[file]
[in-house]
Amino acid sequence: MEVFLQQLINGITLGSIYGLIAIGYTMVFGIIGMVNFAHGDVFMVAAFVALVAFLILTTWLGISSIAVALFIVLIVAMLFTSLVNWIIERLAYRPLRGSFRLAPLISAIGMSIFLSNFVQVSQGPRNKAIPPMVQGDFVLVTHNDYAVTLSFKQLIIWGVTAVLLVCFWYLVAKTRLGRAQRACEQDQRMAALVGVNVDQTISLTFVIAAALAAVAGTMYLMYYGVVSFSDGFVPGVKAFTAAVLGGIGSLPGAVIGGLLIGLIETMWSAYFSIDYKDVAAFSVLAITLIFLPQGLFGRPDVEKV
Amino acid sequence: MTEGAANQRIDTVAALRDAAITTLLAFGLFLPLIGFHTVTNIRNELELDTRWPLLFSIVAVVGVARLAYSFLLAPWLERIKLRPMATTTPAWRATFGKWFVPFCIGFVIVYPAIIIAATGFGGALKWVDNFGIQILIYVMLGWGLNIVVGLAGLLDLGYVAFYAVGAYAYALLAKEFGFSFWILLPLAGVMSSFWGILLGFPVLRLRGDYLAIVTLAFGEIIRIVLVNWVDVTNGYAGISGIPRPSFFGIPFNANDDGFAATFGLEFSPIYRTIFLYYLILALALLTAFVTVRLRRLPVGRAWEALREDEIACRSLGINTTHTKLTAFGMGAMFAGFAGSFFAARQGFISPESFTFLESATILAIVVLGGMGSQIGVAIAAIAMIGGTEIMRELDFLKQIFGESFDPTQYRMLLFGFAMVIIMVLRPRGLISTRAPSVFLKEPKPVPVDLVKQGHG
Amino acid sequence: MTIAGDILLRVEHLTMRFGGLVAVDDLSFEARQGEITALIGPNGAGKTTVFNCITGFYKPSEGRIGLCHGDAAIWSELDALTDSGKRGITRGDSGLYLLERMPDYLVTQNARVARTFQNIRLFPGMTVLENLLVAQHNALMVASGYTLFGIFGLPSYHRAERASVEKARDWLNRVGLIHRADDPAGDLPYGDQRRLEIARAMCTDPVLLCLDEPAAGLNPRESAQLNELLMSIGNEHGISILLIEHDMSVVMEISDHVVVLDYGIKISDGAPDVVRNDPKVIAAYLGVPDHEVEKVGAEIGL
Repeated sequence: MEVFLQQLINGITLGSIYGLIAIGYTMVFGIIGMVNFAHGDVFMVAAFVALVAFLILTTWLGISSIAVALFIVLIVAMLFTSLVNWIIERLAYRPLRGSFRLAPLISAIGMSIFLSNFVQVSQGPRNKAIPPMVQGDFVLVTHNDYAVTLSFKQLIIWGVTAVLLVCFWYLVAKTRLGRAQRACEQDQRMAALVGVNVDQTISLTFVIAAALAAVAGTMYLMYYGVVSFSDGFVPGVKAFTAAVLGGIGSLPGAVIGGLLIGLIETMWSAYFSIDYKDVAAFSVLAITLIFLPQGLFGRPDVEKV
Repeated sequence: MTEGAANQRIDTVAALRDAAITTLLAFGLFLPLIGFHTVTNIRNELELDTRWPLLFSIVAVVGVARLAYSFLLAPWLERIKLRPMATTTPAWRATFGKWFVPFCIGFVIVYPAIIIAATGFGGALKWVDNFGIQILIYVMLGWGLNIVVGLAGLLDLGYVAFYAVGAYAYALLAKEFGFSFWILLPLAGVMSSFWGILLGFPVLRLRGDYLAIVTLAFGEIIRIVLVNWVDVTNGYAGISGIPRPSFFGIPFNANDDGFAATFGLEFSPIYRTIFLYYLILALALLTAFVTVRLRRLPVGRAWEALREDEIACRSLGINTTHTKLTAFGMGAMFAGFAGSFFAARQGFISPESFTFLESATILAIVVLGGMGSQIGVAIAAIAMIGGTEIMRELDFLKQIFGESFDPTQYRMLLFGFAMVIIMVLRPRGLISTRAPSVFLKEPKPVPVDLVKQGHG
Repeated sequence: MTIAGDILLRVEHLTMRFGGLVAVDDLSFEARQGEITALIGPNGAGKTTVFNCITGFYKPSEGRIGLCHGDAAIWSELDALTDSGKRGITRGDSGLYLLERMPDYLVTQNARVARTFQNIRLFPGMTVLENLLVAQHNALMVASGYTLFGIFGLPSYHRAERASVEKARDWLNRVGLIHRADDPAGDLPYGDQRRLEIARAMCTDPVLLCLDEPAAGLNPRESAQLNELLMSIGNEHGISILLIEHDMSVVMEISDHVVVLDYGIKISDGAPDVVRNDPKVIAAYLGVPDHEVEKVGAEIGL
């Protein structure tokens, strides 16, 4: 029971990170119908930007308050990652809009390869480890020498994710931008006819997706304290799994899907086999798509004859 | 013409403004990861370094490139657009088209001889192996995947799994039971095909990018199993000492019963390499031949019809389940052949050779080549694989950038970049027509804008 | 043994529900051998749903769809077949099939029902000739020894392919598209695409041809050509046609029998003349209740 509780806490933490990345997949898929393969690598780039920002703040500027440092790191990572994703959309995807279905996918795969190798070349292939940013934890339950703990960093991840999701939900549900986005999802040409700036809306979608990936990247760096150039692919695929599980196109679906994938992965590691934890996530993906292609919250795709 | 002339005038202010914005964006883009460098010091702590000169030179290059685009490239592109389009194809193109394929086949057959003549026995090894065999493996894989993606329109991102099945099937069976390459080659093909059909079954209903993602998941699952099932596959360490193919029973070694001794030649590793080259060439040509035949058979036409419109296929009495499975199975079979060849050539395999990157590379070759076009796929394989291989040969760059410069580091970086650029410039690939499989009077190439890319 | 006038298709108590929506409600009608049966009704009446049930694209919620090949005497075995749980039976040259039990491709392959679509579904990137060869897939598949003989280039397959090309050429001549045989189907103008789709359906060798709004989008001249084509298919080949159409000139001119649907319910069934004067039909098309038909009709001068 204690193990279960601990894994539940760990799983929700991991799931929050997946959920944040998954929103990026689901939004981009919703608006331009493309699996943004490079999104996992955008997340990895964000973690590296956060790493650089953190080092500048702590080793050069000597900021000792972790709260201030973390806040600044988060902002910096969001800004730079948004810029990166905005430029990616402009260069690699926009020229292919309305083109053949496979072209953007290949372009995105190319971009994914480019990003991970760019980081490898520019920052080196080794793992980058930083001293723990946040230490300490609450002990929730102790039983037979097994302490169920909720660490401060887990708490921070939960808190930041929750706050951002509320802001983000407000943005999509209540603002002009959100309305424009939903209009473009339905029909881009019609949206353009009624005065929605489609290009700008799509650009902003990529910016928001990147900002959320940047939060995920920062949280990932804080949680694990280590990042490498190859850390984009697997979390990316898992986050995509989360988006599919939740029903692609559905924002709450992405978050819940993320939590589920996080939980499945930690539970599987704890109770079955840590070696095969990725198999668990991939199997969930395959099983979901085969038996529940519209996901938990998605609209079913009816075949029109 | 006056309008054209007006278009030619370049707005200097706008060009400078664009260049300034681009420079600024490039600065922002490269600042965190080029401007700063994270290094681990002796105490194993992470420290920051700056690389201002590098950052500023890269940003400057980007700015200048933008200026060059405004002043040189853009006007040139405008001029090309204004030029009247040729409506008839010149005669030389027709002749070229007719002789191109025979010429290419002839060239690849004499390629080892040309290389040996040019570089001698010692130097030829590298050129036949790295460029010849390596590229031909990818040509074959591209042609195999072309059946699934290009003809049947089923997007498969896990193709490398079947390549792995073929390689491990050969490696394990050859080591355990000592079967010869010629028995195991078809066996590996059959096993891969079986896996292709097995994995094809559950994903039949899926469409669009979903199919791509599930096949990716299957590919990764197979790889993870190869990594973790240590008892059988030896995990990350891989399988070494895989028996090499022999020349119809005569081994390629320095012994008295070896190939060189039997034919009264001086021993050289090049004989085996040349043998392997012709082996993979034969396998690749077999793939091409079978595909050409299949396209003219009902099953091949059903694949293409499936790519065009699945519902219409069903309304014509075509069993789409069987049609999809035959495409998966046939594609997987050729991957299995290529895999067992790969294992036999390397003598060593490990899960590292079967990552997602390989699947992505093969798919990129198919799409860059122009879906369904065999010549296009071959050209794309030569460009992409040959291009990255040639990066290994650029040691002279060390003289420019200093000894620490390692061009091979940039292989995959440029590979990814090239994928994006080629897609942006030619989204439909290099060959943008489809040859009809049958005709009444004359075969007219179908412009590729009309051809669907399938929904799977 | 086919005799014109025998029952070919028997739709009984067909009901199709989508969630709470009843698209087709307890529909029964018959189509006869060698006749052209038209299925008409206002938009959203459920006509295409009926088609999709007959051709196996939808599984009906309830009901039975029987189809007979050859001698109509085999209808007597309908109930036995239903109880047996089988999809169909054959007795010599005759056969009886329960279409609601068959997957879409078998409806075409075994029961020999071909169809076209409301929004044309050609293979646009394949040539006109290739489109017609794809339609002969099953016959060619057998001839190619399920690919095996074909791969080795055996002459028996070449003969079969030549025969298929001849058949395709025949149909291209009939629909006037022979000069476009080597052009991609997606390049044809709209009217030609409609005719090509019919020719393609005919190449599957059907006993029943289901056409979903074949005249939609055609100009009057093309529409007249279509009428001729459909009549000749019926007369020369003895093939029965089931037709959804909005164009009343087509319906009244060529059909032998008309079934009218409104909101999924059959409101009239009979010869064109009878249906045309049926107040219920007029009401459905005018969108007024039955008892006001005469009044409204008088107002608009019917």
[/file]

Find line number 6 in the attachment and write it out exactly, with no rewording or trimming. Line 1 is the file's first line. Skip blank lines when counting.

Repeated sequence: MTEGAANQRIDTVAALRDAAITTLLAFGLFLPLIGFHTVTNIRNELELDTRWPLLFSIVAVVGVARLAYSFLLAPWLERIKLRPMATTTPAWRATFGKWFVPFCIGFVIVYPAIIIAATGFGGALKWVDNFGIQILIYVMLGWGLNIVVGLAGLLDLGYVAFYAVGAYAYALLAKEFGFSFWILLPLAGVMSSFWGILLGFPVLRLRGDYLAIVTLAFGEIIRIVLVNWVDVTNGYAGISGIPRPSFFGIPFNANDDGFAATFGLEFSPIYRTIFLYYLILALALLTAFVTVRLRRLPVGRAWEALREDEIACRSLGINTTHTKLTAFGMGAMFAGFAGSFFAARQGFISPESFTFLESATILAIVVLGGMGSQIGVAIAAIAMIGGTEIMRELDFLKQIFGESFDPTQYRMLLFGFAMVIIMVLRPRGLISTRAPSVFLKEPKPVPVDLVKQGHG